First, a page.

Overview

Freshwater is an important resource for humans as drinking and power supply (hydroelectric power stations), and as a source of irrigation, production and recreation. Regretfully, accessible freshwater accounts for only 0.01% of the land surface, making this resource limiting to both developed and developing countries. Moreover, use of water for household and production contaminate an already limited resource posing a threat to human and environmental health. Human impact represented by climate change (1), land use (2), use of plastics and microplastics (3) affects a large proportion of freshwater lakes and reservoirs worldwide. Public health risks associated with polluted water include increased carcinogenesis, immunodeficiency, lower cognitive performance and other behavioural deficits. Environmental health risk associated with polluted water includes decrease of ecosystem and recreational services as well as drastic reduction in biodiversity.

This project will, for the first time, investigate water organism resilience to common pollutants mediated by the microbiome. This is important because it is becoming increasingly apparent that the microbiome plays an important role in human and animal health. However, the effects of exposures to mixtures of pollutants on the microbiome, and in turn animal physiology and viability, are poorly understood.

Daphnia is the quintessential ecological model species central to the majority of standing freshwater habitats around the world and driver of ecosystem dynamics. Daphnia has a life cycle that alternates sexual recombination with asexual (clonal) reproduction enabling one to measure the response of the same genotype to multiple environmental stressors and their mixtures. Previous studies have shown that Daphnia is highly responsive to environmental change via both plastic and genetic responses (4, 5). Here, we will study the role of Daphnia gut microbiome in individual resilience to common pollutants and their mixtures. In addition, we will investigate whether microbiome transinfection from resistant to susceptible strains improves adaptive responses of natural populations to environmental mixtures of pollutants. The potential applications of these discoveries are far-reaching.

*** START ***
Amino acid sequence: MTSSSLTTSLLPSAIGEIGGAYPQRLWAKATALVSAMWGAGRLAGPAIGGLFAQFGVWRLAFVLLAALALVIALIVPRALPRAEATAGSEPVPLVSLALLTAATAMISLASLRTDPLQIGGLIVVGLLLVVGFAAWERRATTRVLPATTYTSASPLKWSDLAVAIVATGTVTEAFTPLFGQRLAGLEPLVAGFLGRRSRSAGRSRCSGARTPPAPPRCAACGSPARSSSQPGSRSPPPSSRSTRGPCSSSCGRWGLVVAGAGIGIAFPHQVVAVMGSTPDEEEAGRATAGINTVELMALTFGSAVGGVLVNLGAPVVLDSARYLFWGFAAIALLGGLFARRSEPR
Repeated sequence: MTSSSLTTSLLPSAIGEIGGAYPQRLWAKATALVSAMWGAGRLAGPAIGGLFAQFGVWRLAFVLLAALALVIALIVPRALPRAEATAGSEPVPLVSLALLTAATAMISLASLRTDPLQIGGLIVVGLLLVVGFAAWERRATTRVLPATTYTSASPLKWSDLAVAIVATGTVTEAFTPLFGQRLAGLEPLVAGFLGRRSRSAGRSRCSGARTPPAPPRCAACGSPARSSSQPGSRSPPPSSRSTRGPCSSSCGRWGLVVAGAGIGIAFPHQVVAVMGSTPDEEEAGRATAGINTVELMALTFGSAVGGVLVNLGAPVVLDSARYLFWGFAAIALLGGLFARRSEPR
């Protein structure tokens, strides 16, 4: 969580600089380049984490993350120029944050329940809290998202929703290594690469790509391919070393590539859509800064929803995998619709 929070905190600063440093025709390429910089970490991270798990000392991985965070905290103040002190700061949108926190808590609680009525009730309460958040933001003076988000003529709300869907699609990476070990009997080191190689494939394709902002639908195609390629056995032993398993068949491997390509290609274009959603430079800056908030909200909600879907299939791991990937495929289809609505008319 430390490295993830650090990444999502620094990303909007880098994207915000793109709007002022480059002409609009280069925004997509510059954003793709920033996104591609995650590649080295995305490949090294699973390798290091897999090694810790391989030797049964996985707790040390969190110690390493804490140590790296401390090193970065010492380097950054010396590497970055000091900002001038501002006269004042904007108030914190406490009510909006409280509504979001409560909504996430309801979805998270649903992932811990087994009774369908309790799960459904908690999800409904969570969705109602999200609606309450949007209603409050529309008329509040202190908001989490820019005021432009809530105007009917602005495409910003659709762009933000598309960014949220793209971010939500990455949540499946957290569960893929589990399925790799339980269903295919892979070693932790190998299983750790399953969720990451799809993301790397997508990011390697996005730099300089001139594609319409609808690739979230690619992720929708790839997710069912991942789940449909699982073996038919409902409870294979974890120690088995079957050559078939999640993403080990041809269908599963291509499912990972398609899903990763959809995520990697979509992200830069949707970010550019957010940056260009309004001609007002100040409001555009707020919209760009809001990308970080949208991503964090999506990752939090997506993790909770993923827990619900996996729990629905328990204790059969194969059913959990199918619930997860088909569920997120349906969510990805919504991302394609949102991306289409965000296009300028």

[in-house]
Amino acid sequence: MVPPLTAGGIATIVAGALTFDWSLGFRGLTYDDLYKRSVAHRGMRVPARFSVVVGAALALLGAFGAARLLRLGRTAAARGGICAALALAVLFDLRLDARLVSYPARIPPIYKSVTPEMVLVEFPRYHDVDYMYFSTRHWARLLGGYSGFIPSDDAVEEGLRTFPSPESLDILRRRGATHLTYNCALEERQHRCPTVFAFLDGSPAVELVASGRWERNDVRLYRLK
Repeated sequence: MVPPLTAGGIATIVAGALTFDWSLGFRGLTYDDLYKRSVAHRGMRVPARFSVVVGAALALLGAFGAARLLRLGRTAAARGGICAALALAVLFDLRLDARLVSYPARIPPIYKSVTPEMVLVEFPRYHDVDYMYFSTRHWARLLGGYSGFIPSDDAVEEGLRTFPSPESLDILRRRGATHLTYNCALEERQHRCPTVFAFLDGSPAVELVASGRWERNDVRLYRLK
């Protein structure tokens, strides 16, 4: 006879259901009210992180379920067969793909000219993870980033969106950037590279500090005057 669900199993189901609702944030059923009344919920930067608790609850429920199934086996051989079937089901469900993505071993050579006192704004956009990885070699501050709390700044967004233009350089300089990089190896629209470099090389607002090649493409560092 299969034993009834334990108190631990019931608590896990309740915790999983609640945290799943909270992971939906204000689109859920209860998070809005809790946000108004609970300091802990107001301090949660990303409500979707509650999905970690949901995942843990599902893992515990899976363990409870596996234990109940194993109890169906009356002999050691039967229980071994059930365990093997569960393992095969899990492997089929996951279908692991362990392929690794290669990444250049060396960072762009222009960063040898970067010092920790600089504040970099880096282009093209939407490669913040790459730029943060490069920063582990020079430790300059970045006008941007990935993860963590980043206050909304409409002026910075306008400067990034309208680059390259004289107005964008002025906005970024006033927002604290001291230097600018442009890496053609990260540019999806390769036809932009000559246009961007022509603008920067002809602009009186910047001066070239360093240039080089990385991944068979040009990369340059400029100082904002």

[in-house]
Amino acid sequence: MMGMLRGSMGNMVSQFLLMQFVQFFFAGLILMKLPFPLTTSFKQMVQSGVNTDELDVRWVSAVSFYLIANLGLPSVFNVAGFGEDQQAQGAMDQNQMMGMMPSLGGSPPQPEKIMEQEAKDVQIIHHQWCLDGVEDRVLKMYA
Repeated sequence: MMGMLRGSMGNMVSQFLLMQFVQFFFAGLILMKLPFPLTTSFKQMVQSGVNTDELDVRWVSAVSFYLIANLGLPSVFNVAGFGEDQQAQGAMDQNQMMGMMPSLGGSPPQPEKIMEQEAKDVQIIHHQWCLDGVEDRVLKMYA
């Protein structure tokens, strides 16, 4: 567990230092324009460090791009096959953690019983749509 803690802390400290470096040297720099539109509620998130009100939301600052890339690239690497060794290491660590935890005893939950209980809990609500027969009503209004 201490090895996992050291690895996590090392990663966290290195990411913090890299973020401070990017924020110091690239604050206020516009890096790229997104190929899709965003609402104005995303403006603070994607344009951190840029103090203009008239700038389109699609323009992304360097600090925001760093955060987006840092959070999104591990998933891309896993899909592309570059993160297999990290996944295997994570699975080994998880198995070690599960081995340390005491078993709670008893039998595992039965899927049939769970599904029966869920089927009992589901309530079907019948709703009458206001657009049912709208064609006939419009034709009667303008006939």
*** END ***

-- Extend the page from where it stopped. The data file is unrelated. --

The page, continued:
The interaction between host biology and its microbiome is key to understand adaptation to mixtures of pollutants and resilience of freshwater habitats.

Methodology

Objective 1: We will screen specimens of the keystone aquatic grazer Daphnia magna from natural environments to identify susceptible and resistant strains to common pollutants and their mixtures.

Objective 2: Using transcriptomics and life history trait assays we will measure the impact of pollutants and their mixtures on animal physiology and fitness. Using metagenomics we will assess the effect of pollutants and their mixtures on the microbiome of the same animals.

Objective 3. Using advanced computational tools and biostatistic approaches we will perform an integrative analysis of transcriptome, fitness and metagenome to uncover the mechanisms of resistance to pollutants and their mixtures.